Ybor was smart enough to encourage other cigar makers to open for business in Tampa, knowing that the more businesses the area could attract, the faster the city would grow and prosper. Ybor understood full well that the more everyone, especially the working class, prospered, the more his many enterprises would profit.

The Columbia Restaurant, on Seventh Avenue in Ybor City, dates to 1905.
The Columbia Restaurant, on Seventh Avenue in Ybor City, dates to 1905.

And thus it was. When Martinez Ybor died in 1896, the entire city treasury would not suffice to cash out his many businesses and real estate holdings.

The very model of the American ideal of free enterprise, Ybor’s encouragement of competition brought thousands more Cuban immigrants into the rival cigar manufacturing plants that would grow West Tampa, further expanding the city, its population, and its wealth.

In the first three decades of the 20th century, Tampa was the “cigar capital of the world.” Before 1890, it was rolling out tens of millions of cigars annually, and by the early 20th century, hundreds of millions.

In less than 15 years, Tampa was, in 1900, one of the largest cities in Florida with a population of nearly 16,000 and rapidly climbing until, by 1930, it was over 100,000. In 1885, Port Tampa had collected a total of $683 in export-import duties for the cattle and citrus it shipped out; 10 years later, export-import duties totaled over $625,000, due almost entirely to Cuban tobacco imports and the export of Tampa-made cigars.

THE GOLDEN EGG IS BROKEN

The stock market crash in 1929 and the economic depression which followed, effectively killed Tampa’s cigar industry. In other words, the goose that laid Tampa’s golden egg starved to death. Consumers switched to smoking cheap cigarettes and cigar factories laid off workers; some closed. Those that survived did so only by mechanizing the process of hand-rolling cigars, so thousands of skilled rollers were laid off. After World War II, war veterans did not return to their hometown of Ybor because there were no jobs. For the next nearly three decades, Ybor City gradually emptied and deteriorated until, by the 1970s, few businesses remained.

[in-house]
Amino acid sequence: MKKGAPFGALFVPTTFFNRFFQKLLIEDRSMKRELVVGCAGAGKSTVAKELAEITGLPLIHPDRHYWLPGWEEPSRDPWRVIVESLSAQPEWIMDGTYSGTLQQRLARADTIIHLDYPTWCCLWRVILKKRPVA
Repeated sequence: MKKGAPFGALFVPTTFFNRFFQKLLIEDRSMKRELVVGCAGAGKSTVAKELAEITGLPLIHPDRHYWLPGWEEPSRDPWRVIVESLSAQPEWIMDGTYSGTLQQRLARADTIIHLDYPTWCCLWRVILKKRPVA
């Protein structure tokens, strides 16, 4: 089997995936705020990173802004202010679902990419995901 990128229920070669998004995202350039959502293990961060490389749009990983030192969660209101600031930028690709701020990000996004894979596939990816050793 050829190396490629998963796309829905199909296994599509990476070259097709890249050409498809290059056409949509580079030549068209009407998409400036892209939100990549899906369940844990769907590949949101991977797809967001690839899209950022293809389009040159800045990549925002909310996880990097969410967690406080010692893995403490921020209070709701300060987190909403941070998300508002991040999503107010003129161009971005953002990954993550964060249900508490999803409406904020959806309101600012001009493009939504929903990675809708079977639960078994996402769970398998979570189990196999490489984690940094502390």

REVIVING THE GOOSE

And then in the 1980s, as so often happens in depressed urban areas, the artists arrived. In their eyes, the old, empty buildings were charming. And cheap. So they moved in and commerce, in the form of bars, restaurants and nightclubs began to creep back into Seventh Avenue, the “main street’ of Ybor city.

Ybor City was annexed by Tampa in 1887.
Ybor City was annexed by Tampa in 1887.

Since 2000, the city of Tampa has invested a lot of money in developing Ybor for tourists; old brick buildings have been renovated as retail shops, restaurants, and bars; historic buildings, such as the Centro Español social club and the Ferlita Bakery, have been restored and are functioning today as a shopping and movie theater complex, and as the Ybor City Museum and State Park, respectively; upon vacant lots, new condominiums and apartments, hotels, and corporate headquarter buildings have risen.

PROTECTING THE PAST

Perhaps most people think of Ybor City as nothing more than a sort of historical theme park, a tourist attraction in a cosmopolitan city of skyscrapers. Tampans know better.

In 2014, the city, in coordination with the state and with federal funding, completed construction of the I-4/ Selman Expressway Connector, in large part, to divert big semi-trucks and other heavy vehicular traffic away from Ybor City. With this $487 million project, the City of Tampa protects its heart—Ybor City, the only city district on the west coast of Florida to be designated a National Historic Landmark.

It is also the only city in the South to have been almost entirely populated and owned by immigrants, and therein lies its charm. The one-square-mile heart of central Ybor City today continues to draw people and money to the city of Tampa. Tourists are attracted to its history, its music, its Spanish, New Orleans-style ambiance, epitomized by the 1905 Spanish Columbia Restaurant, the oldest restaurant in Florida and itself a National Historic Landmark, and, of course, to the little storefronts where cigar rollers demonstrate their skills. Where you can still buy, and smoke, boutique-brand cigars from Cuban seed—Macanudos and Kristoffs, Coronas, Maduros, Habanos—along with Arturo Fuentes, La Faraonas, Davidoffs, Perdomos, Gherkas, El Padrons, Rocky Patels…

The aromas of fine tobaccos wafting from the cigar bars are, alone, worth the visit.

Cynthia A. Williams (cwilliams1020@gmail.com)

This article originally appeared on Fort Myers News-Press: Florida History: Tampa's Ybor City is more than historical theme park

Source : https://news.yahoo.com/florida-history-ybor-city-heart-140035566.html

2009